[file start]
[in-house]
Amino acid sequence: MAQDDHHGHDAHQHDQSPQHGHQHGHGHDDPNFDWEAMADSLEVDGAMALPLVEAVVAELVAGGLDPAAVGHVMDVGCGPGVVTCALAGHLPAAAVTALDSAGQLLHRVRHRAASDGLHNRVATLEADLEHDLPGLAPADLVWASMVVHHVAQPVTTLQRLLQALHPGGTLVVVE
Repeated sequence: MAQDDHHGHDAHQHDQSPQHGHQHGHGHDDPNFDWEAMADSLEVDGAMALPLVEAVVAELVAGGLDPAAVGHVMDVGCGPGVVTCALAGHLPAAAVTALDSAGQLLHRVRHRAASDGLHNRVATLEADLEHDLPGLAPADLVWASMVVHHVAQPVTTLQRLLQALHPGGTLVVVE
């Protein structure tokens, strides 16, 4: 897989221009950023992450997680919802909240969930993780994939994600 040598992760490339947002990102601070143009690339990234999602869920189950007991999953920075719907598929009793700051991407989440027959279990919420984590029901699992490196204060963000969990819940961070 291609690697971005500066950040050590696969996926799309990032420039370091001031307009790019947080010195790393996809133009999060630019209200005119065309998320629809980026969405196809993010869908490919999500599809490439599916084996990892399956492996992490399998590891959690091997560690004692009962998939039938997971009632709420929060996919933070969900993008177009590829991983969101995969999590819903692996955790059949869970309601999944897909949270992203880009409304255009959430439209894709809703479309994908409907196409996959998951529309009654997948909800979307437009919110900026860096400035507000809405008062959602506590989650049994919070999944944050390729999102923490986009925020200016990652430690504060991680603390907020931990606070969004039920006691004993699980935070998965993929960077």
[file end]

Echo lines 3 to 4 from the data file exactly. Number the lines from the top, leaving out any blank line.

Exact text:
Repeated sequence: MAQDDHHGHDAHQHDQSPQHGHQHGHGHDDPNFDWEAMADSLEVDGAMALPLVEAVVAELVAGGLDPAAVGHVMDVGCGPGVVTCALAGHLPAAAVTALDSAGQLLHRVRHRAASDGLHNRVATLEADLEHDLPGLAPADLVWASMVVHHVAQPVTTLQRLLQALHPGGTLVVVE
């Protein structure tokens, strides 16, 4: 897989221009950023992450997680919802909240969930993780994939994600 040598992760490339947002990102601070143009690339990234999602869920189950007991999953920075719907598929009793700051991407989440027959279990919420984590029901699992490196204060963000969990819940961070 291609690697971005500066950040050590696969996926799309990032420039370091001031307009790019947080010195790393996809133009999060630019209200005119065309998320629809980026969405196809993010869908490919999500599809490439599916084996990892399956492996992490399998590891959690091997560690004692009962998939039938997971009632709420929060996919933070969900993008177009590829991983969101995969999590819903692996955790059949869970309601999944897909949270992203880009409304255009959430439209894709809703479309994908409907196409996959998951529309009654997948909800979307437009919110900026860096400035507000809405008062959602506590989650049994919070999944944050390729999102923490986009925020200016990652430690504060991680603390907020931990606070969004039920006691004993699980935070998965993929960077």